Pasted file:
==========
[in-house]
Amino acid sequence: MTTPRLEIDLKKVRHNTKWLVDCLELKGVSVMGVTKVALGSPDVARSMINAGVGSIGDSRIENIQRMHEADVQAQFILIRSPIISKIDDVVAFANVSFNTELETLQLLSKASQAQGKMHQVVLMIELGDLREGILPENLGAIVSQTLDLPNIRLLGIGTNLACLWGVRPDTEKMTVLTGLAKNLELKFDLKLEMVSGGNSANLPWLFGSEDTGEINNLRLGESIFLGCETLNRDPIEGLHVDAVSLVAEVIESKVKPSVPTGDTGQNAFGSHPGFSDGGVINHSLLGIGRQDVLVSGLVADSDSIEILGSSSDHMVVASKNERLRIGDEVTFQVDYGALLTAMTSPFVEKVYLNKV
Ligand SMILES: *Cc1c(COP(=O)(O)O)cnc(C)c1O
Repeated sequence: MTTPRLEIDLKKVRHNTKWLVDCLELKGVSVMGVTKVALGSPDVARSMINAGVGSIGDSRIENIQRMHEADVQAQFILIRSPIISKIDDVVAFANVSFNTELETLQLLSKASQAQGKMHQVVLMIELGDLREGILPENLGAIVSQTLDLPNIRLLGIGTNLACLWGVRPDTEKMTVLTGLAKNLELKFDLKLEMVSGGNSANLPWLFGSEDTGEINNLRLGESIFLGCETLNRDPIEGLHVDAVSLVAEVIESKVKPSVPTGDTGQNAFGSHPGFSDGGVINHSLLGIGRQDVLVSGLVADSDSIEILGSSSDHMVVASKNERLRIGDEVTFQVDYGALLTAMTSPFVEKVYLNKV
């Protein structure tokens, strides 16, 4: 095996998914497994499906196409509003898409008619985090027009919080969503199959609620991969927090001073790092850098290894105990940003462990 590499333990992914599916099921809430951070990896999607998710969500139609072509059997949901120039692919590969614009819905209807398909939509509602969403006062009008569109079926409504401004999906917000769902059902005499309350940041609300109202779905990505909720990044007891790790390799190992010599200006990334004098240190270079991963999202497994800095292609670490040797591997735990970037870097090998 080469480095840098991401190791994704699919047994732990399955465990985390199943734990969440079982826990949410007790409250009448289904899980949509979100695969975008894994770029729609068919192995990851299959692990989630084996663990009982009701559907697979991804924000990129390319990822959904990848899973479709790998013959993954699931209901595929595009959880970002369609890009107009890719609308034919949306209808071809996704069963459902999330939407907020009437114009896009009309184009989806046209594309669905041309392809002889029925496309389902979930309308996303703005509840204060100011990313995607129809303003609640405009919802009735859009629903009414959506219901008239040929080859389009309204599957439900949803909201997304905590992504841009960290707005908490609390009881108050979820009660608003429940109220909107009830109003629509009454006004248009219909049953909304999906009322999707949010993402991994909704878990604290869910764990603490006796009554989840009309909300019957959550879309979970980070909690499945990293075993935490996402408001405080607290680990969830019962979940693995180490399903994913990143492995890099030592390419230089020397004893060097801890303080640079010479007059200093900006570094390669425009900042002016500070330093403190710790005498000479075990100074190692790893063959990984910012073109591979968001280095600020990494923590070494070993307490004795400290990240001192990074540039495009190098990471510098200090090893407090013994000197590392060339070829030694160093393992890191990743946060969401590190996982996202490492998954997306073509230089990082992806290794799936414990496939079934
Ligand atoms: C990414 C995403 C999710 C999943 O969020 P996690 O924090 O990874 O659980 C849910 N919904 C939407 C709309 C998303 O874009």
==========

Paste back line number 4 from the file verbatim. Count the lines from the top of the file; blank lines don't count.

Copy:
Repeated sequence: MTTPRLEIDLKKVRHNTKWLVDCLELKGVSVMGVTKVALGSPDVARSMINAGVGSIGDSRIENIQRMHEADVQAQFILIRSPIISKIDDVVAFANVSFNTELETLQLLSKASQAQGKMHQVVLMIELGDLREGILPENLGAIVSQTLDLPNIRLLGIGTNLACLWGVRPDTEKMTVLTGLAKNLELKFDLKLEMVSGGNSANLPWLFGSEDTGEINNLRLGESIFLGCETLNRDPIEGLHVDAVSLVAEVIESKVKPSVPTGDTGQNAFGSHPGFSDGGVINHSLLGIGRQDVLVSGLVADSDSIEILGSSSDHMVVASKNERLRIGDEVTFQVDYGALLTAMTSPFVEKVYLNKV